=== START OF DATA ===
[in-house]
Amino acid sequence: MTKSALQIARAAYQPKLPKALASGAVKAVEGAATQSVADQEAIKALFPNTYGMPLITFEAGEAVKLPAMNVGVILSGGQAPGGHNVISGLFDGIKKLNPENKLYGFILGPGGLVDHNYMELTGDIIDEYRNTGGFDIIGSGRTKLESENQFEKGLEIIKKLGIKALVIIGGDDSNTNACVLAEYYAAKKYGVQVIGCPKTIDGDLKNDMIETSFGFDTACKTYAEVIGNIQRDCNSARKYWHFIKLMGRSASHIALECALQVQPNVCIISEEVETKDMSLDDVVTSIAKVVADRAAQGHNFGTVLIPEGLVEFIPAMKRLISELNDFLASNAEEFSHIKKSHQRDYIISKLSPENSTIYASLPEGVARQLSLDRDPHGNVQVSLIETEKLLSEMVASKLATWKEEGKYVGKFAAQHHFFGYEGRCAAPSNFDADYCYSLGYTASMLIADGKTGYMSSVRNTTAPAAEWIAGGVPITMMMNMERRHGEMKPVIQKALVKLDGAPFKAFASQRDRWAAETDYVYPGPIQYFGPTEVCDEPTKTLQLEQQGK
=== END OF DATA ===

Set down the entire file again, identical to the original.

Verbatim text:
[in-house]
Amino acid sequence: MTKSALQIARAAYQPKLPKALASGAVKAVEGAATQSVADQEAIKALFPNTYGMPLITFEAGEAVKLPAMNVGVILSGGQAPGGHNVISGLFDGIKKLNPENKLYGFILGPGGLVDHNYMELTGDIIDEYRNTGGFDIIGSGRTKLESENQFEKGLEIIKKLGIKALVIIGGDDSNTNACVLAEYYAAKKYGVQVIGCPKTIDGDLKNDMIETSFGFDTACKTYAEVIGNIQRDCNSARKYWHFIKLMGRSASHIALECALQVQPNVCIISEEVETKDMSLDDVVTSIAKVVADRAAQGHNFGTVLIPEGLVEFIPAMKRLISELNDFLASNAEEFSHIKKSHQRDYIISKLSPENSTIYASLPEGVARQLSLDRDPHGNVQVSLIETEKLLSEMVASKLATWKEEGKYVGKFAAQHHFFGYEGRCAAPSNFDADYCYSLGYTASMLIADGKTGYMSSVRNTTAPAAEWIAGGVPITMMMNMERRHGEMKPVIQKALVKLDGAPFKAFASQRDRWAAETDYVYPGPIQYFGPTEVCDEPTKTLQLEQQGK